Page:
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Wreaths Across America was established in 2007 by wreath producer Morrill Worcester, assisted by veterans and truckers. Its primary activity is distributing veteran’s wreaths for placement on graves in military cemeteries. 

In December 2008, the United States Senate agreed to a resolution that designated Dec. 13, 2008, as Wreaths Across America Day. Subsequent National Wreaths Across America Days have been designated on the second or third Saturday of December.

Folsom Times photos by Bill Sullivan

See full size downloadable photos by visiting the www.sullivanimages.net gallery here

Wreaths Across America’s early beginnings

Morrill Worcester, owner of Worcester Wreath Company of Harrington, Maine, was a 12-year old paper boy when he won a trip to Washington D.C. It was his first to our nation’s capital and one that would change the trajectory of his life and the lives of millions of others across the country. Seeing the hundreds of thousands of graves and the Tomb of the Unknown Soldier at Arlington National Cemetery made an especially indelible impression on him. 

It was to be an experience that would follow him throughout his life and successful career, reminding him that his good fortune was due, in large part, to the values of his nation and the veterans who made the ultimate sacrifice for their country.

In 1992, Worcester Wreath found themselves with a surplus of wreaths nearing the end of the holiday season. Remembering his boyhood experience at Arlington, Worcester realized he had an opportunity to honor our country’s veterans. With the aid of Maine Senator Olympia Snowe (ret), arrangements were made for the surplus wreaths to be placed at Arlington in one of the older cemetery sections that had been receiving fewer visitors each passing year.

As plans were underway to transport the wreaths to Washington, a number of other individuals and organizations stepped up to help. James Prout, owner of local trucking company Blue Bird Ranch, Inc., generously provided transportation all the way to Virginia. Volunteers from the local American Legion and VFW Posts gathered with members of the community to decorate each wreath with traditional red, hand-tied bows.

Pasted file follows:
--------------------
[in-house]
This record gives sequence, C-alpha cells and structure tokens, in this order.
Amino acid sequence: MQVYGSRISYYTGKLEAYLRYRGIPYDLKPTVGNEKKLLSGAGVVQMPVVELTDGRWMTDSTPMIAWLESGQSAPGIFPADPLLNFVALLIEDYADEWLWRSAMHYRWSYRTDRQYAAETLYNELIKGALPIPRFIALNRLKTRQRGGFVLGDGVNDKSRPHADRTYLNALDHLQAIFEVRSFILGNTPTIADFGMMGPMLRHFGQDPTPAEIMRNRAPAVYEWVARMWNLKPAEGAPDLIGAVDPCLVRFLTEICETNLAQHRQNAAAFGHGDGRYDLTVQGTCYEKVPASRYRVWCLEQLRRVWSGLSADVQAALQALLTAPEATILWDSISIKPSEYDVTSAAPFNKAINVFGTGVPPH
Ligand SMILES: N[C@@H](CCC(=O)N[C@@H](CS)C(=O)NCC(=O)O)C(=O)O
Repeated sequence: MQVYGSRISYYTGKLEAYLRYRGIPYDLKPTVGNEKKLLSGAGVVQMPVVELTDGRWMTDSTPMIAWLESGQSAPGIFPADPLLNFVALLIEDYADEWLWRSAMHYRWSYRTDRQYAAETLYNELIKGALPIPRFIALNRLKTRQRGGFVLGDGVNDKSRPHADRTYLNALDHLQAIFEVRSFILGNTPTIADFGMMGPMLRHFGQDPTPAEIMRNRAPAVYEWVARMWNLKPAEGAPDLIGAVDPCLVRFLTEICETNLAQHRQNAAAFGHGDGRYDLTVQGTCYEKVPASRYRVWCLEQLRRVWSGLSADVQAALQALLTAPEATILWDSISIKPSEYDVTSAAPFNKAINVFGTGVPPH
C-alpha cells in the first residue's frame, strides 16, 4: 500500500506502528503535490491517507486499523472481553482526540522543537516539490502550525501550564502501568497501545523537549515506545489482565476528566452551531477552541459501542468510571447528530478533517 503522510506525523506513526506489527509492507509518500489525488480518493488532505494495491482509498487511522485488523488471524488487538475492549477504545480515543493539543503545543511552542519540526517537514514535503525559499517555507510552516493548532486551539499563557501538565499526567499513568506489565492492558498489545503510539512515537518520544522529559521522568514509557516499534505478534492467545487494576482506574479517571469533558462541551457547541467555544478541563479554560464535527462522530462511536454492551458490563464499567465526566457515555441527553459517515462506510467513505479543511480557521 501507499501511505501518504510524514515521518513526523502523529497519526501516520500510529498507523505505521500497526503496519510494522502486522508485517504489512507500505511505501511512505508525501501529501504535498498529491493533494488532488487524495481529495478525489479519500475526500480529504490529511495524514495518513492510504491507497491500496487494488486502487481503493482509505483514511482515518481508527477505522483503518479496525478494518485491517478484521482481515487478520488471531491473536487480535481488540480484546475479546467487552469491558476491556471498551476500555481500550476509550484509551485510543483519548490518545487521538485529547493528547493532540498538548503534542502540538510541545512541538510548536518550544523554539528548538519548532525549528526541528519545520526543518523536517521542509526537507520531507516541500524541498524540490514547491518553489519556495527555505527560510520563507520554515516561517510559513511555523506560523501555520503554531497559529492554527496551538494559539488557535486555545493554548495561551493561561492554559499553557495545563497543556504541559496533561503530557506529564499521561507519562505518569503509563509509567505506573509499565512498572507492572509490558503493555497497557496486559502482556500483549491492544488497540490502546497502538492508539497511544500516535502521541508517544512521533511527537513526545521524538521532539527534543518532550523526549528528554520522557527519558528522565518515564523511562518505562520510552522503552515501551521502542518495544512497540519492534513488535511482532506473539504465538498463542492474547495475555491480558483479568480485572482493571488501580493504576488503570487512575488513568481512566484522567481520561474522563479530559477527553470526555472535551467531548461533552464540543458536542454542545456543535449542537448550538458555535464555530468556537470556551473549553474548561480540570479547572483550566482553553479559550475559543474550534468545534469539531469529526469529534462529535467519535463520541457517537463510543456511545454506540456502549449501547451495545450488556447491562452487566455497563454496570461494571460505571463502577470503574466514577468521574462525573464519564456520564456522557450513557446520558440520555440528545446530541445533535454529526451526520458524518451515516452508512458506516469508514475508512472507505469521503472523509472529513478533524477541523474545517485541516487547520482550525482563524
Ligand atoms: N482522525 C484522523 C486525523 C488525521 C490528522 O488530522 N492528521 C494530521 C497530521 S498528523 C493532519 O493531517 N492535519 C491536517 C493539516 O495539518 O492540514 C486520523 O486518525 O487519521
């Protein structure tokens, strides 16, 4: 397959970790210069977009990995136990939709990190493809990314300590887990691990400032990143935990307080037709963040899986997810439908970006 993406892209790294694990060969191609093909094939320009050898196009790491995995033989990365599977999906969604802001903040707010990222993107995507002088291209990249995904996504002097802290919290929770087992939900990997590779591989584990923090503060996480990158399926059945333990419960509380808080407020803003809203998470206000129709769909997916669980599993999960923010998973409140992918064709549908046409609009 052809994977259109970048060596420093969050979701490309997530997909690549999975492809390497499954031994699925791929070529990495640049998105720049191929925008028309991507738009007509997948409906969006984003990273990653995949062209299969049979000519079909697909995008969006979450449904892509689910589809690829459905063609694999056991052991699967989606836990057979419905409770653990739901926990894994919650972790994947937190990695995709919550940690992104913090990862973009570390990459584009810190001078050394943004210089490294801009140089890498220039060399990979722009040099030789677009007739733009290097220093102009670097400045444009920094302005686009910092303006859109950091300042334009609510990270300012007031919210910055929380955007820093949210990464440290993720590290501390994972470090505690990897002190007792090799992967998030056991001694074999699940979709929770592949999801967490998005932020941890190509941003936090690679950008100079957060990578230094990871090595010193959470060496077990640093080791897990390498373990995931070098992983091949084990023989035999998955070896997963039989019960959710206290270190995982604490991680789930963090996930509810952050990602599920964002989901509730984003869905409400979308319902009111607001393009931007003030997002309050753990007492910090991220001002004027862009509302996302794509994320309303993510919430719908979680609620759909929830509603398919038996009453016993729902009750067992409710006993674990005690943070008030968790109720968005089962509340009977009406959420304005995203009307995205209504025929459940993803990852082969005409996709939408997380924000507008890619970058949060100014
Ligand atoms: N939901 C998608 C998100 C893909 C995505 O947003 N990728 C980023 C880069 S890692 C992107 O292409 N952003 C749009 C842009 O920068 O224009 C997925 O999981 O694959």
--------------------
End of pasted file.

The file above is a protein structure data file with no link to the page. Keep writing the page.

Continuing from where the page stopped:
Members of the Maine State Society of Washington D.C., helped to organize the wreath-laying, which included a special ceremony at the Tomb of the Unknown Soldier.

For over a decade, this annual tribute went on quietly and privately. Everything changed in 2005, when a photo of the stones at Arlington, adorned with wreaths and covered in snow, circulated around the internet. Suddenly, the homespun tribute from a small town in down east Maine was receiving national attention. Thousands of requests poured in from all over the country from people wanting to help purchase and lay wreaths at Arlington. Thousands more wanted to emulate the Arlington project at their local National and State cemeteries. Still others simply desired to share their stories and thank Morrill Worcester for honoring our nation’s heroes. Many were surviving family members of some of those heroes.

Unable to donate thousands of wreaths to each state, Worcester began sending seven wreaths to every state: One for each branch of the military and an additional wreath to pray tribute to POW/MIAs. In 2006, with the help of the Civil Air Patrol and other civic organizations, simultaneous wreath-laying ceremonies were held at over 150 locations around the country. The Patriot Guard Riders volunteered as escorts for the wreaths going to Arlington in the beginnings of the annual “Veterans Honor Parade,” a convoy that now travels the east coast every year in early December.